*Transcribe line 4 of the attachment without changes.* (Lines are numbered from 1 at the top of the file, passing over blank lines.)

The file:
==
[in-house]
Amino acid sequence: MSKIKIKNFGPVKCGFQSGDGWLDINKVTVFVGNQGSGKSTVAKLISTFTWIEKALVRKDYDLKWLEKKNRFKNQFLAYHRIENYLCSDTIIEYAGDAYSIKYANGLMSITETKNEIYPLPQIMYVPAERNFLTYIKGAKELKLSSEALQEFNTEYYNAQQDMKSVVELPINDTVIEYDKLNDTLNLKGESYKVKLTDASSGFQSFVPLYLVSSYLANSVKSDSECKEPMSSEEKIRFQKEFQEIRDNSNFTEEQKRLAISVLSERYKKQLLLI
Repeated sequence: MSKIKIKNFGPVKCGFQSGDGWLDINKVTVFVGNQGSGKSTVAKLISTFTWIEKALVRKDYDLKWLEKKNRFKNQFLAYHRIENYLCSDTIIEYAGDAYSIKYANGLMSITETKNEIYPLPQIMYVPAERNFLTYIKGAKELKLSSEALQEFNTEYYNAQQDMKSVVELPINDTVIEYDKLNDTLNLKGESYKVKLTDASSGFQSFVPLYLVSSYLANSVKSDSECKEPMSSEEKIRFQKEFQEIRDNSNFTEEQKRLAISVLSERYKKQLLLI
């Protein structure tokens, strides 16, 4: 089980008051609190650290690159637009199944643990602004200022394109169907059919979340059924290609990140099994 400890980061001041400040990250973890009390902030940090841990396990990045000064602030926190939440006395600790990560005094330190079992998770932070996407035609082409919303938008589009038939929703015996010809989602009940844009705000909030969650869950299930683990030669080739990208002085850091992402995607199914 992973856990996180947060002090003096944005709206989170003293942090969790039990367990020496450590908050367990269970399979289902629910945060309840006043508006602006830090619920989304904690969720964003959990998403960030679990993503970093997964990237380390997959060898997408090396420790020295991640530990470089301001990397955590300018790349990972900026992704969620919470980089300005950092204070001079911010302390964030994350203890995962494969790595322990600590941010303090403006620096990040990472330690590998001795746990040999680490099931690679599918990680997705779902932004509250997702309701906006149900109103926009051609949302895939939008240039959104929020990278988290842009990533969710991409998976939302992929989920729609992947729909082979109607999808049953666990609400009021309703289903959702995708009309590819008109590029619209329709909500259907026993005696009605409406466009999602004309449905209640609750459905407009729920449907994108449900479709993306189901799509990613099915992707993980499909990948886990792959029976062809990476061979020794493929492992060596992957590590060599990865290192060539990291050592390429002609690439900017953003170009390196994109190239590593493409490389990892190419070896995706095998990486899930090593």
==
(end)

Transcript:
């Protein structure tokens, strides 16, 4: 089980008051609190650290690159637009199944643990602004200022394109169907059919979340059924290609990140099994 400890980061001041400040990250973890009390902030940090841990396990990045000064602030926190939440006395600790990560005094330190079992998770932070996407035609082409919303938008589009038939929703015996010809989602009940844009705000909030969650869950299930683990030669080739990208002085850091992402995607199914 992973856990996180947060002090003096944005709206989170003293942090969790039990367990020496450590908050367990269970399979289902629910945060309840006043508006602006830090619920989304904690969720964003959990998403960030679990993503970093997964990237380390997959060898997408090396420790020295991640530990470089301001990397955590300018790349990972900026992704969620919470980089300005950092204070001079911010302390964030994350203890995962494969790595322990600590941010303090403006620096990040990472330690590998001795746990040999680490099931690679599918990680997705779902932004509250997702309701906006149900109103926009051609949302895939939008240039959104929020990278988290842009990533969710991409998976939302992929989920729609992947729909082979109607999808049953666990609400009021309703289903959702995708009309590819008109590029619209329709909500259907026993005696009605409406466009999602004309449905209640609750459905407009729920449907994108449900479709993306189901799509990613099915992707993980499909990948886990792959029976062809990476061979020794493929492992060596992957590590060599990865290192060539990291050592390429002609690439900017953003170009390196994109190239590593493409490389990892190419070896995706095998990486899930090593």